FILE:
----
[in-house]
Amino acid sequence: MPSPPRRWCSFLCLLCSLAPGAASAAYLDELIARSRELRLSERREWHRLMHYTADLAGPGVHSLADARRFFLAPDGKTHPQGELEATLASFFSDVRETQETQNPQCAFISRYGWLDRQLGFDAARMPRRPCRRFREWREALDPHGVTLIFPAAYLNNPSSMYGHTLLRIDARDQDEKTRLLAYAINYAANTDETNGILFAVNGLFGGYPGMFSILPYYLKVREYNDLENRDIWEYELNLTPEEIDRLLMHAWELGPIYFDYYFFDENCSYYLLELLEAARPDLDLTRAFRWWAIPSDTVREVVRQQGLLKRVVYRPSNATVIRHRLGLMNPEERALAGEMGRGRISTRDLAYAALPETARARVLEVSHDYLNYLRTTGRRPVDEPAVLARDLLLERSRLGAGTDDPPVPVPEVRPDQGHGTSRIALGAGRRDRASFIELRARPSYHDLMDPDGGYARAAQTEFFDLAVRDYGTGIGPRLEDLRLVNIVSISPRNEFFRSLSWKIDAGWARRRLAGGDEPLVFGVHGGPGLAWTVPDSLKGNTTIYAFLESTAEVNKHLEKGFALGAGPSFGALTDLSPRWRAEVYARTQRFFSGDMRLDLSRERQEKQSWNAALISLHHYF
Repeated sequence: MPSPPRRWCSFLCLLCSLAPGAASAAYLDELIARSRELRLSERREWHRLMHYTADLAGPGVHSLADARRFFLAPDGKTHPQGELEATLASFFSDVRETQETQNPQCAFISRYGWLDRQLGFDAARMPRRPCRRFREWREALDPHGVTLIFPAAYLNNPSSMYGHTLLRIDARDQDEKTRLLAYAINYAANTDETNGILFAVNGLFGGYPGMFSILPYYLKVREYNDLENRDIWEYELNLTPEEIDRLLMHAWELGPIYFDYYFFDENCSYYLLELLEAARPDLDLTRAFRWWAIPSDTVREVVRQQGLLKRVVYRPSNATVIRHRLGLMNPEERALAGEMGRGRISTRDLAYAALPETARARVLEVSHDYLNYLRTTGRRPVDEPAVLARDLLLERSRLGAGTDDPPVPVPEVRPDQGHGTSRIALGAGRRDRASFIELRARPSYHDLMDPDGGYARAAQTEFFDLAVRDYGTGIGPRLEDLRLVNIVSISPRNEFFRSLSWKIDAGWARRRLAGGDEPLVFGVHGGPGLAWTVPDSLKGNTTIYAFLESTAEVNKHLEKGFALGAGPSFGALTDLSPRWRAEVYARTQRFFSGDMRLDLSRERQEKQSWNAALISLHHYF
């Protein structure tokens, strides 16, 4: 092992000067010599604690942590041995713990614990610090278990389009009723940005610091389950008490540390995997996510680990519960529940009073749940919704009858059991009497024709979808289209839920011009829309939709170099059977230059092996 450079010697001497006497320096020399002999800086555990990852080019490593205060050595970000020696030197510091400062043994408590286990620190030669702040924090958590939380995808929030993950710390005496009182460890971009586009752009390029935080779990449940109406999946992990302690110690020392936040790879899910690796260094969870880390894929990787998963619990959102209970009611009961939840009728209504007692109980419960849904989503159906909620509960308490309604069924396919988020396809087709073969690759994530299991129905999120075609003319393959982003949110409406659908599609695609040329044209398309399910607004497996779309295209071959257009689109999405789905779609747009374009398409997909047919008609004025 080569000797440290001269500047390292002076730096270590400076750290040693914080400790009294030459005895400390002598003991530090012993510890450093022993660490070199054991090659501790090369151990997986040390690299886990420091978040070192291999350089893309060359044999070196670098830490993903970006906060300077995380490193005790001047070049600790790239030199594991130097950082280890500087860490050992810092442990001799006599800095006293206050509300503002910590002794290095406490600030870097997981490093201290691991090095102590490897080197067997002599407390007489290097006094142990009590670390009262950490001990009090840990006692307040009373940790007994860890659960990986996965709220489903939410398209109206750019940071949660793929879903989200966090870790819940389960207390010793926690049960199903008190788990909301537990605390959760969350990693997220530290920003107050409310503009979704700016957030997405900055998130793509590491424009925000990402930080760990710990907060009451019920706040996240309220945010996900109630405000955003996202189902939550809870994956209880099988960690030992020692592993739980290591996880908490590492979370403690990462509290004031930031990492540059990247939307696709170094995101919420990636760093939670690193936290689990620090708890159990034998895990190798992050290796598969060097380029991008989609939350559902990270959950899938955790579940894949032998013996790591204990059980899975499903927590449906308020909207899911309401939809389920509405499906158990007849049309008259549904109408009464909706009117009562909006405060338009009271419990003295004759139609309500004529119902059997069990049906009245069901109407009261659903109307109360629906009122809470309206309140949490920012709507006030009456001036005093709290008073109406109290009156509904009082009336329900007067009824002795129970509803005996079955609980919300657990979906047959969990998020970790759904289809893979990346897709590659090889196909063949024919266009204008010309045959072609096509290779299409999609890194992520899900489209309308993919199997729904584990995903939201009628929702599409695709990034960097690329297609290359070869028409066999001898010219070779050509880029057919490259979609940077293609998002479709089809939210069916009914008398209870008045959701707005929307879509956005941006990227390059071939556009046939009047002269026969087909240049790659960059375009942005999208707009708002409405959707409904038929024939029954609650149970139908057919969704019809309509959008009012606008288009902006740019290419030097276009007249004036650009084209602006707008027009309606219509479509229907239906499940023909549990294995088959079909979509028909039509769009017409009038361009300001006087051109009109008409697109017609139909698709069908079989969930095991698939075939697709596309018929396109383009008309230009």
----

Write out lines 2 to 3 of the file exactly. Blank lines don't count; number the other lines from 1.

Amino acid sequence: MPSPPRRWCSFLCLLCSLAPGAASAAYLDELIARSRELRLSERREWHRLMHYTADLAGPGVHSLADARRFFLAPDGKTHPQGELEATLASFFSDVRETQETQNPQCAFISRYGWLDRQLGFDAARMPRRPCRRFREWREALDPHGVTLIFPAAYLNNPSSMYGHTLLRIDARDQDEKTRLLAYAINYAANTDETNGILFAVNGLFGGYPGMFSILPYYLKVREYNDLENRDIWEYELNLTPEEIDRLLMHAWELGPIYFDYYFFDENCSYYLLELLEAARPDLDLTRAFRWWAIPSDTVREVVRQQGLLKRVVYRPSNATVIRHRLGLMNPEERALAGEMGRGRISTRDLAYAALPETARARVLEVSHDYLNYLRTTGRRPVDEPAVLARDLLLERSRLGAGTDDPPVPVPEVRPDQGHGTSRIALGAGRRDRASFIELRARPSYHDLMDPDGGYARAAQTEFFDLAVRDYGTGIGPRLEDLRLVNIVSISPRNEFFRSLSWKIDAGWARRRLAGGDEPLVFGVHGGPGLAWTVPDSLKGNTTIYAFLESTAEVNKHLEKGFALGAGPSFGALTDLSPRWRAEVYARTQRFFSGDMRLDLSRERQEKQSWNAALISLHHYF
Repeated sequence: MPSPPRRWCSFLCLLCSLAPGAASAAYLDELIARSRELRLSERREWHRLMHYTADLAGPGVHSLADARRFFLAPDGKTHPQGELEATLASFFSDVRETQETQNPQCAFISRYGWLDRQLGFDAARMPRRPCRRFREWREALDPHGVTLIFPAAYLNNPSSMYGHTLLRIDARDQDEKTRLLAYAINYAANTDETNGILFAVNGLFGGYPGMFSILPYYLKVREYNDLENRDIWEYELNLTPEEIDRLLMHAWELGPIYFDYYFFDENCSYYLLELLEAARPDLDLTRAFRWWAIPSDTVREVVRQQGLLKRVVYRPSNATVIRHRLGLMNPEERALAGEMGRGRISTRDLAYAALPETARARVLEVSHDYLNYLRTTGRRPVDEPAVLARDLLLERSRLGAGTDDPPVPVPEVRPDQGHGTSRIALGAGRRDRASFIELRARPSYHDLMDPDGGYARAAQTEFFDLAVRDYGTGIGPRLEDLRLVNIVSISPRNEFFRSLSWKIDAGWARRRLAGGDEPLVFGVHGGPGLAWTVPDSLKGNTTIYAFLESTAEVNKHLEKGFALGAGPSFGALTDLSPRWRAEVYARTQRFFSGDMRLDLSRERQEKQSWNAALISLHHYF